Once again I invite you to look closely at the ACSI report. You’ve obviously missed the chart where they average scores by company, with Apple and Samsung tied at 80. That would be why the headline of their press release says “Apple and Samsung Tie”.

          8. Note 4 is $500 unlocked from Amazon: . Who’s lying, again ?

            And yes, monthly payment hide that difference. That’s counting on people inability to do maths, which is justified, seeing how you can’t even find a price on the internet, but doesn’t change the actual reality and cost.

            Again, I invite you to look at Apple’s and Samsung’s product ranges (hint: Samsung has about 20x more models and covers the entry and mi ranges too). Once you filter for flagships, or select the best Apple has to offer, Samsung has better satisfaction, for half the price.

            Or you can continue to lie about prices and customer satisfaction.

            Edit: edits

          9. “Note 4 is $500 unlocked from Amazon… Who’s lying, again ?”

            That would be you, again. You linked to an Amazon price, in US funds. I’m in Canada, and the prices I gave were from a carrier (more expensive than Amazon). That Galaxy Note 4 you linked to will actually cost me $700. The Galaxy Note 5, same deal from Amazon, is $850. An unlocked iPhone 6 through Amazon is $599. The 6 Plus is $725. Interesting, an iPhone 5S is $300 unlocked. All these prices are from Amazon, all in Canadian funds. See how that works when you compare in a fair manner?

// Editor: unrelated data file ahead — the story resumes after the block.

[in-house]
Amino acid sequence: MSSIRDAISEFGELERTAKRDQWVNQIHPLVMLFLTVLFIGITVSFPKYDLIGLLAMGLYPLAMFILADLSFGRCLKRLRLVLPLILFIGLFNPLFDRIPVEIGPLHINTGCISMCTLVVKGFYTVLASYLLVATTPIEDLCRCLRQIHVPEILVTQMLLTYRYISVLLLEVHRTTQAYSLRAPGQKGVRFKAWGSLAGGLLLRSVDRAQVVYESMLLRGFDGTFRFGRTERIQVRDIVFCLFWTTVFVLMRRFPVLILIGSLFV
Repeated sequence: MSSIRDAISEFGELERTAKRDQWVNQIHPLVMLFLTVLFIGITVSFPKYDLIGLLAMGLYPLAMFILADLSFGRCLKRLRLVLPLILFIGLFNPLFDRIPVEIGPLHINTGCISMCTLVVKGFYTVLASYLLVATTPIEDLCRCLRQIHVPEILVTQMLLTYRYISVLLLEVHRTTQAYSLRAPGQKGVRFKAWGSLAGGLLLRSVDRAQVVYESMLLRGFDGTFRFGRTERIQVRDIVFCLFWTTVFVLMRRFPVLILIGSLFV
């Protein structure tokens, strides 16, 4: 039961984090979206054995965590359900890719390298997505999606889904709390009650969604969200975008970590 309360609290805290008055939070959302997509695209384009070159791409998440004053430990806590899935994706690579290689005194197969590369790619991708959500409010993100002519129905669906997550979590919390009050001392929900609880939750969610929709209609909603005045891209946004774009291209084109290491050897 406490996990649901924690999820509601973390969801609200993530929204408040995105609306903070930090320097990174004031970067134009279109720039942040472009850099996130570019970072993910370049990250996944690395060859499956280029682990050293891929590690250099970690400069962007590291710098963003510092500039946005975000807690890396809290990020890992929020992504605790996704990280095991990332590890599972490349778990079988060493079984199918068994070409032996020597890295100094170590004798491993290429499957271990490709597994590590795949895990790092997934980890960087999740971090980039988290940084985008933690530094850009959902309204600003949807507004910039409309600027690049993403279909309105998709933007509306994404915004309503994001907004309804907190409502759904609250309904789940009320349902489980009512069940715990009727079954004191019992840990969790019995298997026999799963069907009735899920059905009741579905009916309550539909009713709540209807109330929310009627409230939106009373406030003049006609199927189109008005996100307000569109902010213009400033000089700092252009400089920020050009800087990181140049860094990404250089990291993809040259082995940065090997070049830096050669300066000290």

The ACSI report also includes old model iPhones, the iPhone 4 is over five years old at this point. Lower cost purchases naturally will affect consumer surveys, as will aging devices, this is obvious. Do you really want to claim that four and five year old iPhones count as flagship phones today? That would be quite a compliment for Apple.

            What devices do you want to filter? If we take the Note 4 and Note 3 we get an average score of 84. The iPhone 6 and 6 Plus averages 82. Again, if you’d bother to read the details of the index you’d know there’s more going on than simply “Ha ha! 84 beats 82!”

            The actual story here is that both Samsung and Apple have very good consumer satisfaction ratings, and when you compare flagship devices they also have similar ratings. Unless you suddenly want to count the old models of iPhone as flagships, which seems odd, even for you.

            Here’s something you’ve never actually provided details on. What devices exactly are you comparing that give a significant increase in the customer satisfaction rating AND at half the price of the Apple device? It can’t be either of the iPhone 6 models, since only one Samsung model beats them on the index and not by a significant amount. Plus there’s no way to manipulate the price data to get anywhere near your “half the price” claim. So, what are you comparing? Be specific.